Maths 2000 is a comprehensive scheme for key stages 1 and 2, which takes the novel approach of presenting number separately from other topics such as shapes, space, measures and handling data. Using and applying mathematics are integrated into both number and topic work.
The materials for each year group comprise a teacher's resource book, pupil workbooks, practice and enrichment materials and, from Year 2 on, a resource book of assessment copymasters. For the earliest years there are also brightly coloured activity cards to encourage discussion and practical activities. Suggested record keeping forms at class and individual level are included.
There is much to welcome in this scheme. In the teacher's guides, each unit is introduced by a clear statement of objectives and a note about what children should be able to do before starting the unit. Guidance on assessment includes questions to ask, activities to observe, where and how to obtain evidence of understanding.
Differentiated practice and enrichment materials enable teachers to offer opportunities to those who need help as well as to those who need a further challenge. Practical activities and necessary resources (available in any classroom) are listed in the workbooks and the teacher's guides.
The teacher's guides also give curriculum correlation tables which indicate how each unit of work relates to the national curriculum, the Scottish 5-14 Guidelines and the Northern Ireland curriculum. While it is useful to have these links summarised, teachers might have welcomed a more up-front approach identifying the links in the notes for each unit of work. These links might also have been usefully extended to the record-keeping forms for individual pupils. Such records would have provided clearer evidence of attainment at the relevant key stages than those included in the teachers' guides, which simply list the units for each year.
Inevitably, given the main audience for Maths 2000, the relationship between the units and the curricula is closest for the national curriculum. For example, there is no attempt to link any of the units to the attainment outcome "Problem Solving and Enquiry" of the Scottish 5-14 Guidelines.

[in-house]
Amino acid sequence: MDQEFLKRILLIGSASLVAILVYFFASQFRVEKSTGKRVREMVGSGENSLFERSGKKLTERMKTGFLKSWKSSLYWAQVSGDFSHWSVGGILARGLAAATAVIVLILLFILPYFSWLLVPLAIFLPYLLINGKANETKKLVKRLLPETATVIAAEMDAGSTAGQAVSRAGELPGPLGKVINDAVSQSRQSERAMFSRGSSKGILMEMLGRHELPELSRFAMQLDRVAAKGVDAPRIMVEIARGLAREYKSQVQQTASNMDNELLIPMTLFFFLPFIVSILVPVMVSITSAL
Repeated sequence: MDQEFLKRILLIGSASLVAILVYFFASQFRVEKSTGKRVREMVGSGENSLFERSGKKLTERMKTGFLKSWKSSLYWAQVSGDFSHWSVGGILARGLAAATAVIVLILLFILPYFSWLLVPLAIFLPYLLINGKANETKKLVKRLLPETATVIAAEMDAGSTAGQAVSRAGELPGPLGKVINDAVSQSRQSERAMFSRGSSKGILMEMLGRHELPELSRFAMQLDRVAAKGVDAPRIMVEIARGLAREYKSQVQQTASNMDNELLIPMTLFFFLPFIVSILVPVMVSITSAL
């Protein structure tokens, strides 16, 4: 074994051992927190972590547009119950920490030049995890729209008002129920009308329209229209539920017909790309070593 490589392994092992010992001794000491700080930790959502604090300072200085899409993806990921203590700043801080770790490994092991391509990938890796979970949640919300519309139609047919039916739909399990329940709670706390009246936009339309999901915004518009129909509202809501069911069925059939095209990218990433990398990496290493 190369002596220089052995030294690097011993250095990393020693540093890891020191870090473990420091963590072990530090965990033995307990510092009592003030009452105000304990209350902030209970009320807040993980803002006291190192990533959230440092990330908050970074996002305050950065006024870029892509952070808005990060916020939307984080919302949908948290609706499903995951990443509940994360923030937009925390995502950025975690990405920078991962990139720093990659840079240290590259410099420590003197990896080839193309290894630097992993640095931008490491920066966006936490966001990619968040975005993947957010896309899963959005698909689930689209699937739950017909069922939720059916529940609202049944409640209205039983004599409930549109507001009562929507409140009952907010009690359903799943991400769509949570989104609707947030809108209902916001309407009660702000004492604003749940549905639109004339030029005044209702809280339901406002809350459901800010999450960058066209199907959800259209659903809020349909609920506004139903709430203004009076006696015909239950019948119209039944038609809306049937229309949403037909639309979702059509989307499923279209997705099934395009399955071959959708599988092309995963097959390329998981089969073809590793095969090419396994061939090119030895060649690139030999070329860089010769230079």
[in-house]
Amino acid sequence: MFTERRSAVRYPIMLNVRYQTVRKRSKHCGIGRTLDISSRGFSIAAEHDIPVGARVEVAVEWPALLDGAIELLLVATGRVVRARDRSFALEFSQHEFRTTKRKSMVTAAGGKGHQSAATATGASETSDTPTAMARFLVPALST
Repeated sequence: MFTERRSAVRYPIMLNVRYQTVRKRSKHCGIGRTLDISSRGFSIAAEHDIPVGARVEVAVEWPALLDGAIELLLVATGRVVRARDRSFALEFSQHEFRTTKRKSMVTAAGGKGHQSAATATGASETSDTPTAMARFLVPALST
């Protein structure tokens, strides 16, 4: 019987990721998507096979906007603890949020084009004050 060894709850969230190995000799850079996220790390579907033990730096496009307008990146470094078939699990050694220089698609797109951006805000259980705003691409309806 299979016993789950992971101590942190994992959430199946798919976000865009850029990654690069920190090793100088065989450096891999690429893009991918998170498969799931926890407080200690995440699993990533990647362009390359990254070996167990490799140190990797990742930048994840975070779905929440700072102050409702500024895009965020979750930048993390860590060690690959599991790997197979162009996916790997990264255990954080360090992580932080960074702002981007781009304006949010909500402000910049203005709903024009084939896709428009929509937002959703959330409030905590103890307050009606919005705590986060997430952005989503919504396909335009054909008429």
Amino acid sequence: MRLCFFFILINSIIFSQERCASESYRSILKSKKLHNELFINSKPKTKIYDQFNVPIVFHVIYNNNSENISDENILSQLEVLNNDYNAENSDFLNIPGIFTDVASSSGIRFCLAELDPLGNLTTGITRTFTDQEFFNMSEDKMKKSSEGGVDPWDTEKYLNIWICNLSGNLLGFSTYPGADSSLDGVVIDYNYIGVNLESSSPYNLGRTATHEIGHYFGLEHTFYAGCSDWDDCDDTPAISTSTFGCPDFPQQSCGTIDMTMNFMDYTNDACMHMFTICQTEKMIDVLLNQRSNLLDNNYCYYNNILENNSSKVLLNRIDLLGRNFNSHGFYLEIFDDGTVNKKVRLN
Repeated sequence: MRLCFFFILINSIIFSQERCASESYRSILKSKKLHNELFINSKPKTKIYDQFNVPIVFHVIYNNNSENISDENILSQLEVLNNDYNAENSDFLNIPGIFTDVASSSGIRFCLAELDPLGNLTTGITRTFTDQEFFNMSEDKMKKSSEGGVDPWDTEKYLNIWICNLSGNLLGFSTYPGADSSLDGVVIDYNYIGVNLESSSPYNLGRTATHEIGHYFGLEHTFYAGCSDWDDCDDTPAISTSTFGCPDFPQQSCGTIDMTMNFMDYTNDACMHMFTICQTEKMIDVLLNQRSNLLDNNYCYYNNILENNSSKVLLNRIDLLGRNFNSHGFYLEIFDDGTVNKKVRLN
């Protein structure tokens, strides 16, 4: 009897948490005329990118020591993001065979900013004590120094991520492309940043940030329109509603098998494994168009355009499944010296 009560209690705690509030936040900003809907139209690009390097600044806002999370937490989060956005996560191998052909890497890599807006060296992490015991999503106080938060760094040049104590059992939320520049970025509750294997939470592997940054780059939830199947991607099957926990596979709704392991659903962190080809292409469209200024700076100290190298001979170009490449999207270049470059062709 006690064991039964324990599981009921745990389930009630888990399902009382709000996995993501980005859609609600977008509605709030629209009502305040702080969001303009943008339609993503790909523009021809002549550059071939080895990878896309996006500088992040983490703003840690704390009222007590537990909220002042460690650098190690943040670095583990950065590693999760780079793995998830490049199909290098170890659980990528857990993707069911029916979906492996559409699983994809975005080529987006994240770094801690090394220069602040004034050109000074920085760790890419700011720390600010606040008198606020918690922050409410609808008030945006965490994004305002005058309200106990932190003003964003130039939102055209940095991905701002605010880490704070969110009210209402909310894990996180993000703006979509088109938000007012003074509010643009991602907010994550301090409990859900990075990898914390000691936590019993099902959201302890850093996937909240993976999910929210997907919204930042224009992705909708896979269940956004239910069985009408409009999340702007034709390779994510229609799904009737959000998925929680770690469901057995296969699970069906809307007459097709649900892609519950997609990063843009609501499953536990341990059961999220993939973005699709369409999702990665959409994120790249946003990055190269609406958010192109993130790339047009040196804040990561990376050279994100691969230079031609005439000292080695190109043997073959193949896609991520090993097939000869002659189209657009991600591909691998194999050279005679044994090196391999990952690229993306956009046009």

The book of assessment copymasters might have included more discussion of the different purposes of assessment, cross-referenced to relevant notes on assessment in the teacher's guides. As it is, the guidance on assessment is scattered throughout the scheme with a short general passage in the introduction to the teacher's guides, hints on continuing assessment within each unit and references to summative measures of attainment in the introduction to the assessment copymasters.
More guidance on the use of calculators would have been helpful. This has attracted considerable media coverage recently and it would have been interesting to see the issues explored with perhaps some discussion of good practice. The free availability of calculators from Year 1 onwards, which is suggested in the teacher's guides, may cause more problems than it solves.
Authors of any scheme are torn between the need to be succinct and the need to be comprehensive. Inevitably, certain issues will not be discussed in depth. The introduction of this scheme into schools will be much enhanced by school-based professional development, not only to familiarise teachers with its structure, but also to discuss some of the issues which are raised in the teacher's guides.